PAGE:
of Fire: Dragon Quarter
Capcom (2003, PlayStation 2)
the 16 and 32-bit eras, Capcom's Breath of Fire series was
always solid, if not particularly ambitious. That all changed with
Breath of Fire: Dragon Quarter -- the fifth game in the
series, although the numeral "V" was left out of the
English release. This is because it's only barely related to any of
the prior games.
Sure, the main character is named a guy named Ryu,
who, like all of the other games, can transform into a dragon. And
there's still a winged girl named Nina, but this time she takes on
the appearance of a frail waif. Beyond that, one could barely tell
it's part of the same series.
nothing else, Dragon Quarter feels like a spiritual successor
to Square's PSOne title Vagrant Story. Both feature dark,
oppressive atmospheres, long segments of dungeon crawling, and
minimal NPC interaction. Both are scored by legendary game music
composer Hitoshi Sakimoto, although while Vagrant Story's
soundtrack leans on the atmospheric side, Dragon Quarter
features more industrial and electronic influence.
And both are
unrelentingly unfriendly to newcomers, and subject newcomers to a
trial by fire to learn the game's innovative intracices -- as a
result, both are love-it-or-leave-it games amongst RPG fans.
the games diverge is with its battle system. Unlike most traditional
RPGs, the battle segments play out like a tactical strategy RPG,
allowing your selected party member to run freely around the field
and attack, as long as they have action points remaining. Once you
get into the meat of the game, Dragon Quarter lets you control
three player characters.
Ryu is your melee fighter, but he's hardly a
tank, and is usually the most susceptible to damage. Lin uses guns,
allowing her to attack from different ranges and knock enemies around
the playing field. Nina, the physical weakling of the trio, utilizes
magic spells that can be used to attack multiple enemies at once, or
stun them with skillfully placed traps.
Most RPGs feature similar
character relationships, but Dragon Quarter so strongly
defines each character's role that none is more important than the
rest, and using all of them effectively is the key to winning the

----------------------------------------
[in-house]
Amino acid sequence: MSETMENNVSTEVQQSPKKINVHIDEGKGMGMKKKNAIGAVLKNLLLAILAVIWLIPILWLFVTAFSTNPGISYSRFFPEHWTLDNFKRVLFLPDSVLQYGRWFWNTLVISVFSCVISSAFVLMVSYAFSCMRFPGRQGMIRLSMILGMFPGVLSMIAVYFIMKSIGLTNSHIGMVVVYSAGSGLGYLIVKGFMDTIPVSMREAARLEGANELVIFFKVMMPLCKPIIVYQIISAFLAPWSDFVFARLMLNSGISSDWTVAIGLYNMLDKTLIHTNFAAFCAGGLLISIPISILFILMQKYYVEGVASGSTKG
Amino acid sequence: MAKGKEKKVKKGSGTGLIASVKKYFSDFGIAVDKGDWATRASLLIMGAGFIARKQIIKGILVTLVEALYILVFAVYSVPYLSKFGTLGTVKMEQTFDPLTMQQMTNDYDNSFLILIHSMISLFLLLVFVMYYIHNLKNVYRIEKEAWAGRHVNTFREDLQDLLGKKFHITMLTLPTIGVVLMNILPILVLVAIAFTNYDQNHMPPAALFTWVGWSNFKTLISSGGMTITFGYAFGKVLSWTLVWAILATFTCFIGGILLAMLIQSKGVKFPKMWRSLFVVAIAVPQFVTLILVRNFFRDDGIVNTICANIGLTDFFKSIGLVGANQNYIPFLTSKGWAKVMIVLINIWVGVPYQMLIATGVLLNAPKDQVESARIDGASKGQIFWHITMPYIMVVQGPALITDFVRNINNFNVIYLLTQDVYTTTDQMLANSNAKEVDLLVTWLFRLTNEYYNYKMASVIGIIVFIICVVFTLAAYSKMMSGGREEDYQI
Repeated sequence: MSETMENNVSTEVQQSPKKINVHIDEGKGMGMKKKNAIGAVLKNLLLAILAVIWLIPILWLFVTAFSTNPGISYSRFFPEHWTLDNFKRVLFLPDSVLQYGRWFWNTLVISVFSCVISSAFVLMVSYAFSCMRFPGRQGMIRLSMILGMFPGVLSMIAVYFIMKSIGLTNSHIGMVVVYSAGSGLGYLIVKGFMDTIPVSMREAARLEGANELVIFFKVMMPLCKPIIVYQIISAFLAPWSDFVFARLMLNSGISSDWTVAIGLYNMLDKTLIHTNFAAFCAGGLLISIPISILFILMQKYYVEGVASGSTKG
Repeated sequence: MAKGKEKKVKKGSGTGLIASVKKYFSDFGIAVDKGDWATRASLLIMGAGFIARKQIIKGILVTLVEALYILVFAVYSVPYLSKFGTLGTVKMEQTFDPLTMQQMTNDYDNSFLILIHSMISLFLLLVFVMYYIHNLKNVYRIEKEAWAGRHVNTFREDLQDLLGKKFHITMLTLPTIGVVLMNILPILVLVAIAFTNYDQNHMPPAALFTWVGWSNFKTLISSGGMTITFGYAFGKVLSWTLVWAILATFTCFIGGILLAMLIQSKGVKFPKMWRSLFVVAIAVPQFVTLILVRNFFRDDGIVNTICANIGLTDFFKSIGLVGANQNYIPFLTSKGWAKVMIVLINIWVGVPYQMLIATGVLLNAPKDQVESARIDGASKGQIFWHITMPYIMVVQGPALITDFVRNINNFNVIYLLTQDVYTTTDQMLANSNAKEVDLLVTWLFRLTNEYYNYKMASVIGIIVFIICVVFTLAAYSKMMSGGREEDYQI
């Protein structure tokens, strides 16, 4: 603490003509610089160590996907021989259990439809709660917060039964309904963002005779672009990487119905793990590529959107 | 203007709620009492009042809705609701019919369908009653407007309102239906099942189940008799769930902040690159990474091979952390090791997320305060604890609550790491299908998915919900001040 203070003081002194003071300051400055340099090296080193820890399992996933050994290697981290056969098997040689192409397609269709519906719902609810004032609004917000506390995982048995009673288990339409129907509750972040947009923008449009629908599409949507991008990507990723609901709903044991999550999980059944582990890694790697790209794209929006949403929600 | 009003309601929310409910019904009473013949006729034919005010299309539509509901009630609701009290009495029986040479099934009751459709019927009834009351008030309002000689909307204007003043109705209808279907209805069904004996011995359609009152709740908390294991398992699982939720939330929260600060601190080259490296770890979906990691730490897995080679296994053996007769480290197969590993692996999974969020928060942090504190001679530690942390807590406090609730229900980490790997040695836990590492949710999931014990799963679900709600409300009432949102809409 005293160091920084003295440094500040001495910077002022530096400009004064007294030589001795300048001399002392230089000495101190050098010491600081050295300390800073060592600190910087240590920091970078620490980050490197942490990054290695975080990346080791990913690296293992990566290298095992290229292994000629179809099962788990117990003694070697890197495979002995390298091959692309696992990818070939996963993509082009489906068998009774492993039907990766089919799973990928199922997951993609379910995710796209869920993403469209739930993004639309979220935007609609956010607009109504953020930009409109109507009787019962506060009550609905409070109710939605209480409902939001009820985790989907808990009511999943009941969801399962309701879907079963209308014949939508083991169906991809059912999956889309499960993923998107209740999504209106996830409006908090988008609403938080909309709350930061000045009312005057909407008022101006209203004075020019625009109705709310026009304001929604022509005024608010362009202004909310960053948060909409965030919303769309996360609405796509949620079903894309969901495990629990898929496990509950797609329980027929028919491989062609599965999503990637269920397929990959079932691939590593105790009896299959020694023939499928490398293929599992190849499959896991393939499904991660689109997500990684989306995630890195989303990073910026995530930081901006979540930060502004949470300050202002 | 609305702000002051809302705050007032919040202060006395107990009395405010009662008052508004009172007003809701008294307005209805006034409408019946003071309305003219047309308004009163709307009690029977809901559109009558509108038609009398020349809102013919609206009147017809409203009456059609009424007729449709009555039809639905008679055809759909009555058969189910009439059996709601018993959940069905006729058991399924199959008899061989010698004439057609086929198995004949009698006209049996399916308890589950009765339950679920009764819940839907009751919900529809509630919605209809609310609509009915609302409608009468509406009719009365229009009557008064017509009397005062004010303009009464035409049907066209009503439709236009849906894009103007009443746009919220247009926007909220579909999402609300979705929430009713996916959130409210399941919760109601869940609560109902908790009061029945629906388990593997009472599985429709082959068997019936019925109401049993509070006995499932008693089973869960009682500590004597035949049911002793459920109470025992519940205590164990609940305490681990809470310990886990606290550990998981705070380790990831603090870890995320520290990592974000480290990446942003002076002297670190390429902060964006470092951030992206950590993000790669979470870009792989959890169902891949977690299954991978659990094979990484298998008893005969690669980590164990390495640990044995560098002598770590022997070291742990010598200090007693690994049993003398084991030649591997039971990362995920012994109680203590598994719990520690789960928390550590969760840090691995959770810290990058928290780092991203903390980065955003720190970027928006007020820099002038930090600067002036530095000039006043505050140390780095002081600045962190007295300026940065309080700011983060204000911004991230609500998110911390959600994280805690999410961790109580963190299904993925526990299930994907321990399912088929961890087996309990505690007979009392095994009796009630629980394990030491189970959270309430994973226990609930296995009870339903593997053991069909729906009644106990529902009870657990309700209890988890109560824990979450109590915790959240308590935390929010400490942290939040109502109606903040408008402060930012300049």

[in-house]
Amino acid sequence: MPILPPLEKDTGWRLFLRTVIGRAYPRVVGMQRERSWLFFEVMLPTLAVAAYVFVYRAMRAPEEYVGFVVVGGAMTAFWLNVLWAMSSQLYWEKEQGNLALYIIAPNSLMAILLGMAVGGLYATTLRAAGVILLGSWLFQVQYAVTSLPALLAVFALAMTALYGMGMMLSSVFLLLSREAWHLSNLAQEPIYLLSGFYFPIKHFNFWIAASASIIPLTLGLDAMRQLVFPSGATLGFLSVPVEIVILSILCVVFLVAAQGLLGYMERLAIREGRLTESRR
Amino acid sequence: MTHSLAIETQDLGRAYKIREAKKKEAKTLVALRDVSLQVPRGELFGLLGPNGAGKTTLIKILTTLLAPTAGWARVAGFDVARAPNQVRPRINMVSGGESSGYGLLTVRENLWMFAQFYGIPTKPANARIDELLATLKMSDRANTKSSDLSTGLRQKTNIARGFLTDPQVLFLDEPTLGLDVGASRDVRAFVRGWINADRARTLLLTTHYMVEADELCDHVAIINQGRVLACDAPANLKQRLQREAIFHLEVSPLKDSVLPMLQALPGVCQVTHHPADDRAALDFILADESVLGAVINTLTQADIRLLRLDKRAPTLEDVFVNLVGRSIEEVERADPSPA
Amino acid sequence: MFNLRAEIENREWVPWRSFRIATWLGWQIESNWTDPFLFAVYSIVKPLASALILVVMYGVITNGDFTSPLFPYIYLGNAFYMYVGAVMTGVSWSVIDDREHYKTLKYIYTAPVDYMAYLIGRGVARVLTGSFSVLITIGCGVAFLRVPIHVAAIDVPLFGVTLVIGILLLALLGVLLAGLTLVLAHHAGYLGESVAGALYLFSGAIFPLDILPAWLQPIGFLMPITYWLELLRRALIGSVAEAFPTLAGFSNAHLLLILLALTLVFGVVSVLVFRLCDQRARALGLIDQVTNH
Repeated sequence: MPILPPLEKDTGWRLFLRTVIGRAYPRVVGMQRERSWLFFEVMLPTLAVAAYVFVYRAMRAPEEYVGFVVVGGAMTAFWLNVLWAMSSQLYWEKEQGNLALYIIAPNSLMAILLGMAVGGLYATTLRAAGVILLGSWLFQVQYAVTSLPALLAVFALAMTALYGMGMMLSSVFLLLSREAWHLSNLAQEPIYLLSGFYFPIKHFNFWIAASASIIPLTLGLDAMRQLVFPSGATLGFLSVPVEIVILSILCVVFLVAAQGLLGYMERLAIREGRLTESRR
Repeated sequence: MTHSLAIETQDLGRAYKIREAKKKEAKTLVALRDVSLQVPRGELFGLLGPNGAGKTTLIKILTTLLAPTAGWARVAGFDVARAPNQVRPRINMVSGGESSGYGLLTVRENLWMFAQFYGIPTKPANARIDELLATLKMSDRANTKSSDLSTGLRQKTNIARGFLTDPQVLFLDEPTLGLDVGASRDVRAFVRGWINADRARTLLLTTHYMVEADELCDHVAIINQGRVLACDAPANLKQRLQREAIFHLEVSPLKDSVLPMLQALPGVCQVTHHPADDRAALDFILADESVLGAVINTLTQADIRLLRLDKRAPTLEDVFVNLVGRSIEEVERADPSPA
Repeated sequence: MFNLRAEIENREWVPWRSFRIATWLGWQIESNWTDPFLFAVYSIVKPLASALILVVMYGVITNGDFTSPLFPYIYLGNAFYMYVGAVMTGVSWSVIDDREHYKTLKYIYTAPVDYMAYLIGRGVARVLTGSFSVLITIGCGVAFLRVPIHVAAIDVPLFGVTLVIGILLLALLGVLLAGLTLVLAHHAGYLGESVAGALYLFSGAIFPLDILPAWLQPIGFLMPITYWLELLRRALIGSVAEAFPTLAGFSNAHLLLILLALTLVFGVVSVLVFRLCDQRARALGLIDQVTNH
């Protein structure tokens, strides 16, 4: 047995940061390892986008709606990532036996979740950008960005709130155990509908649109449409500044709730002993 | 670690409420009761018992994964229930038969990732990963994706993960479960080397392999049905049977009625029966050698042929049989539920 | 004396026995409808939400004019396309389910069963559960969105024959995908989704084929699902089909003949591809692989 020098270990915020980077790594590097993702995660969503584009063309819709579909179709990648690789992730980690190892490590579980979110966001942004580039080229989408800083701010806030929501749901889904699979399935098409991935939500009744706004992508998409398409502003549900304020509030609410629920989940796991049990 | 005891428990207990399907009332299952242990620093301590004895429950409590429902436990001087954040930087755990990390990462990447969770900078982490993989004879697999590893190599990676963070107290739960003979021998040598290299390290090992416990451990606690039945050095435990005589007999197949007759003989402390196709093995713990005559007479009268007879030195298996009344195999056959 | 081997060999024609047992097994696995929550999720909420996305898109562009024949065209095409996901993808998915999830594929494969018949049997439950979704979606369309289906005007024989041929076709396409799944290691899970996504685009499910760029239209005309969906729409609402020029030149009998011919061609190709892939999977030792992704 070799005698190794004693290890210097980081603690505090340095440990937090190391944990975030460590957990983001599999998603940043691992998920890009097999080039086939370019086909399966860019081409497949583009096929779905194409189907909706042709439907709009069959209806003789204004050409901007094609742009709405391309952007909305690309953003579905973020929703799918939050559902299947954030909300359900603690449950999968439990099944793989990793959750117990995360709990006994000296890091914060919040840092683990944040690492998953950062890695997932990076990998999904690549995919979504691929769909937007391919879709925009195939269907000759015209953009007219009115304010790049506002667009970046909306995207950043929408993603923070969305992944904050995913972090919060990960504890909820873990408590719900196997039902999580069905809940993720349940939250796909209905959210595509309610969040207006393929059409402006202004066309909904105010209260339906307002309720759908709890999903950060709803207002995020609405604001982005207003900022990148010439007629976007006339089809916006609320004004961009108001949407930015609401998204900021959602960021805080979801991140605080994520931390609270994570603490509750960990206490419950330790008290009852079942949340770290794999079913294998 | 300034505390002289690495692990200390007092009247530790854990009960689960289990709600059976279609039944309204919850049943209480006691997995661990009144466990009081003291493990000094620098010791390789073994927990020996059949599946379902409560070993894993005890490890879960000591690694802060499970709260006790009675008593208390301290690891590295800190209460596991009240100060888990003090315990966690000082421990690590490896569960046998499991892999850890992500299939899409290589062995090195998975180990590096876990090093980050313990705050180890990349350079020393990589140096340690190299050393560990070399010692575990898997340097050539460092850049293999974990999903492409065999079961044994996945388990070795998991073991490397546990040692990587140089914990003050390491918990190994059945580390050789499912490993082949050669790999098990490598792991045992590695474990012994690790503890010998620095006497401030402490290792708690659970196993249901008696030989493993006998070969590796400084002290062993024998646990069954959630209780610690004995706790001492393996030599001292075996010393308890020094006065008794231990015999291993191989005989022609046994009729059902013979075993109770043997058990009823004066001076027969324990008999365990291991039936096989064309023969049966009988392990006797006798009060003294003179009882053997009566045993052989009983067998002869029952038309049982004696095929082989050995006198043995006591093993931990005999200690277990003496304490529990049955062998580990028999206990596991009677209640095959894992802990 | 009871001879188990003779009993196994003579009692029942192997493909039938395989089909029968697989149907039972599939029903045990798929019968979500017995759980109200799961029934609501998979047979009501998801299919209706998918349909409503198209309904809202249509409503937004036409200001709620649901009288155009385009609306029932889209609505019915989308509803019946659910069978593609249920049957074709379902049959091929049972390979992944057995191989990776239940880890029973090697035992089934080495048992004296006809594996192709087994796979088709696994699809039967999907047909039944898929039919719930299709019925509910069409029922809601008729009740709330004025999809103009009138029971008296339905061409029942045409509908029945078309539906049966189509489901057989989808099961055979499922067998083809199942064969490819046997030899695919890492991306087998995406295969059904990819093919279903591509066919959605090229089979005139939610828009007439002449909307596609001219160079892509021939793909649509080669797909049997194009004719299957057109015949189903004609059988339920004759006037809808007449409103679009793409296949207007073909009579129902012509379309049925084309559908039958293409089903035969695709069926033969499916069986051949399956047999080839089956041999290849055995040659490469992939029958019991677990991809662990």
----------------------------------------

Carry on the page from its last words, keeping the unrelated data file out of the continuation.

game's most brutal battles.
other most interesting aspect of Dragon Quarter is its
survival elements. Dragon Quest -- with its similarly sparse
save points and limited inventory and magic use -- has been using
these same elements all along, while most other RPGs have eliminated
them for the sake of user accessibility.
Dragon Quarter has
taken those elements and put them at the forefront, making for a
stressful, yet exhilarating, experience. Taking a small cue from the
Resident Evil games, your resources in Dragon Quarter
are severely limited, at least compared to any other modern RPG where
you can carry almost unlimited healing supplies.
pressing is the D-Counter, which starts up after the first few
chapters. In the previous Breath of Fire games, the dragon
powers were extremely powerful attacks, and Ryu's transformations
provided a sense of awe and excitement. Here, the dragon power is a
curse, slowly eating away at Ryu's humanity.
Every few steps, the
counter creeps up, slowly marching towards 100%, at which point the
power consumes Ryu and the game will end. Additionally, each time Ryu
calls upon his dragon powers, it chews up even more of the D-Counter,
hastening his advance toward death.
Given that nearly all of the boss
battles are extremely difficult, it's all too easy to give into
temptation and use these skills to easily demolish your foes, but
using them too judiciously will lead to an earlier end. There's no
way to reset it, either, short of restarting the entire game.
at any time, you choose to begin the game from scratch, but keep some
of the skills and experience you've learned, so subsequent
playthroughs will be much quicker and easier. It even rewards players
with extra cutscenes which reveal alternate angles on the game's
It's also relatively short for an RPG -- the full story can be
played through in less than ten hours. This same idea was carried
forward with similar effect in Capcom's Xbox 360 zombie slayer Dead
Rising. Despite the frustrations inherent in this system, it
makes for an intensity by removing the safety net that so many JRPGs
seem to feature, and is all the better for it.